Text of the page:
"There are too many skeletons in the mines. Please kill them all."
"I need 10 bear pelts because I hate bears."
"I really like old swords, get me one."

So I oblige to all these townsfolk, because I get sidetracked easy. By the time you're done all these quests, things are way different from when you first entered the town/city. You're the leader of a guild, you're wearing new stuff and everybody loves you. What was the original quest you were doing? Who cares, probably wasn't important.

A lot of these quests tend to get very repetitive. I had to take a break from this game because I simply got bored of it, granted I'm back into it and I still enjoy it a lot.

It's all "go in a dungeon, kill things, get something, return it to someone, get something else, bring it to this person". It just keeps going and going. All this wouldn't be so bad if the game didn't have to load every time I opened a door or fast travelled.

The loading gets painful after a while. When you traverse all of Skyrim, you discover points that get marked down on your map and the quickest way to get around is "fast travelling" which is essentially, pick a point on the map, go there. If I fast travel to some place where I wanna buy a sword or something, I go, load screen, run for ten seconds, open a door, load screen, talk to the guy, buy my thing, leave, load screen, fast travel back to wherever, load screen. I read more facts about the world of Skyrim than I actually get to play.



In Skyrim you get companions and companions hurt my feelings. As you run around Skyrim you run into people that can follow you on your adventure. They do help out a bit, but they tend to get in the way more often. Most of the time they pick fights you don't need/want.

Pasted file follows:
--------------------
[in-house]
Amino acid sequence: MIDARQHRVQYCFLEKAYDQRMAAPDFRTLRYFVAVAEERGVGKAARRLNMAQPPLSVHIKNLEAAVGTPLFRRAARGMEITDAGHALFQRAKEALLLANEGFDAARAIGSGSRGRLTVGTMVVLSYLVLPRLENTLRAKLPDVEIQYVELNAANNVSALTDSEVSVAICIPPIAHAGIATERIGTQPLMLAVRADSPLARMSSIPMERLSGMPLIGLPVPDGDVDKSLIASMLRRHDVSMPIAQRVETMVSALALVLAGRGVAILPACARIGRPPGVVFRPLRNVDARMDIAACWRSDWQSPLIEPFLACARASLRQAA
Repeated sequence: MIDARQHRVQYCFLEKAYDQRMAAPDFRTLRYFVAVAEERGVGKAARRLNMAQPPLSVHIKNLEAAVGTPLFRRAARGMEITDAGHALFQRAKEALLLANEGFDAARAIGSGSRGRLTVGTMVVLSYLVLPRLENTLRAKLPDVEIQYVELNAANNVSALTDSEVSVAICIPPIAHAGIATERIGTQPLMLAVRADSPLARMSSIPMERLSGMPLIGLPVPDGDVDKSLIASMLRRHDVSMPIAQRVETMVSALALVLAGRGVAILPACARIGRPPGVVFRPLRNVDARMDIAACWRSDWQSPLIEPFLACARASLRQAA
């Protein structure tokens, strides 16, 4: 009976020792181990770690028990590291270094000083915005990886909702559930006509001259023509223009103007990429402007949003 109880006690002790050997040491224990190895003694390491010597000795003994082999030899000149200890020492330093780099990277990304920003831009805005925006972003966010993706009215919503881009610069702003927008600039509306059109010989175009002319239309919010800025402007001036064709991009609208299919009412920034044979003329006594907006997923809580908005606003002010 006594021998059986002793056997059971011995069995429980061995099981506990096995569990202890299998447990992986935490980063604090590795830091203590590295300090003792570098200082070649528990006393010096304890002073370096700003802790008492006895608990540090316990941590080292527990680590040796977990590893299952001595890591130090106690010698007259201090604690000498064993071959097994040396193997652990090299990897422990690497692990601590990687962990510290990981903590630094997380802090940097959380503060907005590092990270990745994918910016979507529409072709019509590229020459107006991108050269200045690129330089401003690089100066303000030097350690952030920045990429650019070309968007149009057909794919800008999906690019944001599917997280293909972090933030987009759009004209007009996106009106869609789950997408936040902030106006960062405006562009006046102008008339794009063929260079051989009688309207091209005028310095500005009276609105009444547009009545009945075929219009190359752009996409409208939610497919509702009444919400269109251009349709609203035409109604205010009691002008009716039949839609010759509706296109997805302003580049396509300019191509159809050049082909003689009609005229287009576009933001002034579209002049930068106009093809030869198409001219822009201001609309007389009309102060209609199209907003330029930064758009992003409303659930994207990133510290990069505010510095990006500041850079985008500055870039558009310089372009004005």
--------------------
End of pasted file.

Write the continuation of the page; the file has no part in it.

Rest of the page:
If I'm running around and I just want to get to the next town because I'm hurting or out of potions I don't need a fight. But of course a dragon will appear out of thin air and of course your companion has to start shooting arrows at the damn thing. Since it's a dragon, you get done up right quick and you gotta load back to your last save point, which may have been an hour ago.

Companions also have this tendency to just vanish. At some point you'll forget that you had a companion and when you look around for him/her, they're nowhere to be found. Sometimes you give them things to hold onto, because they're essentially pack mules with swords, and when you need a certain thing from them, they're gone. Chances are they're dead because they picked a fight with a bear. So say good bye to all that hot loot you found you think you may need because this game shaped you into a hoarder.

The menu system took me a while to get a hang of. It's separated into two menus. The one menu is your personalization, that includes your inventory (weapons, armour, etc.), your skills set, your magic and your map. The other menu has your quests and options. It is a bit cumbersome to go between the two menus all the time. I found it unnecessary to put quests in a different menu. If they had thrown the quests into the first menu, I would've been a happy camper.



Case and Point



Alright it seems that I knock on this game more than I actually like it and truthfully I could keep going on and on about the flaws because frankly it's easier to complain than to say something nice.

What I'm trying to get at is, the cons of this game are so miniscule, you only notice them because you've clocked in 100+ hours and it's 4AM and you're tired. But nevertheless you're up at 4AM playing a wonderfully crafted video game, that is simply beautiful and exciting to play.

This is a bloody awesome game, I'd almost say the best I've played in 2011 and 2012 and it sets the standards high for any other games that are coming out in 2012.

Should you go out and buy it? By the Eights, yes. You won't be disappointed.